Microsoft went through a major brand overhaul with the goal to make the creative more inclusive especially for customers who are color blind or have low vision. This tightened up the color palette and font selection which meant the templates my team worked from needed an overhaul as well. One of our cornerstone newsletters is for Microsoft Rewards which is sent out to millions of customers around the world each month.
My team alone sent about two billion newsletters last year so these new templates needed to be robust while still adhering to the new guidelines. Our marketers in the field were used to having a wide variety of styles and colors to choose from with the old brand so I needed to still give them flexibility when writing engaging content but within a much tighter scope. No more center-justified copy. No more Segoe Light or Bold. Left-justified, 1.618 font size ratio, two fonts (Segoe Regular and Segoe Semibold), and a maximum selection of 30 colors; 9 of which are grayscale. The design also needed to be dynamically optimized across desktop, tablet, and mobile.
I spent several hours on conference calls with the brand team going over the new guidelines dialing in exactly how far I could stretch the boundaries while still staying on brand. Then I tossed out my old toolkit and started fresh. I set up a grid and got the main components for this newsletter laid out. I needed the hero image and main messaging above the fold like the previous creative because this allowed our customers to quickly earn +30 Microsoft Rewards points they were used to. Then I needed to drastically simplify the content below the fold compared to previous newsletters we had sent out. Before it was a mix of photography, icons, and skeuomorphism which an outside agency created and we had revolved around. With the opportunity to clear the slate, I kept the design as clean and straight forward as possible. Way easier for our customers to get their points more quickly.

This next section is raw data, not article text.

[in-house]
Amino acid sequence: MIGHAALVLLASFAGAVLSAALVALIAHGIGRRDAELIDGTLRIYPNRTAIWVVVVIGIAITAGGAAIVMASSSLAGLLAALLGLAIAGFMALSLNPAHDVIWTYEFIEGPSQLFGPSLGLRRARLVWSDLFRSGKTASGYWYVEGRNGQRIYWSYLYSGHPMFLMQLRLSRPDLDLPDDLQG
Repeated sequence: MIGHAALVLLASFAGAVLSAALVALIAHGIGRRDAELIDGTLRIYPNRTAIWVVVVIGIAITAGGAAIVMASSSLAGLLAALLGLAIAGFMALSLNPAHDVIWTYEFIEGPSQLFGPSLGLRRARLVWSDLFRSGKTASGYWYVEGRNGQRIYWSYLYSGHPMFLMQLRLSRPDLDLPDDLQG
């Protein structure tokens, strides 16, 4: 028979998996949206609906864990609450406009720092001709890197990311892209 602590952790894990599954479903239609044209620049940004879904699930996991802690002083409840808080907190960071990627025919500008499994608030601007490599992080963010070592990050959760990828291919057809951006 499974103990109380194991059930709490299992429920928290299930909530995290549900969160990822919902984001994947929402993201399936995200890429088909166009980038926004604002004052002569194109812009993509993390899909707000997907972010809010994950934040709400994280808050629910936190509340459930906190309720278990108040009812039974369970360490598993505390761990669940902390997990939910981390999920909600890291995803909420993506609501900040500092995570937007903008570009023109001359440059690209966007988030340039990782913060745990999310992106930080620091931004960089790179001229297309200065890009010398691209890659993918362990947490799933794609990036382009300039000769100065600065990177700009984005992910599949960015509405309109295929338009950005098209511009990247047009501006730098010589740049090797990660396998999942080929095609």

The best way I can describe the way our customers felt when they got these rebranded newsletters was relief. We knew customers interacted with our Microsoft Rewards newsletters because they wanted the most points as fast as possible. By utilizing the new brand and cutting the clutter, they had a smoother user experience and got to the important stuff with ease.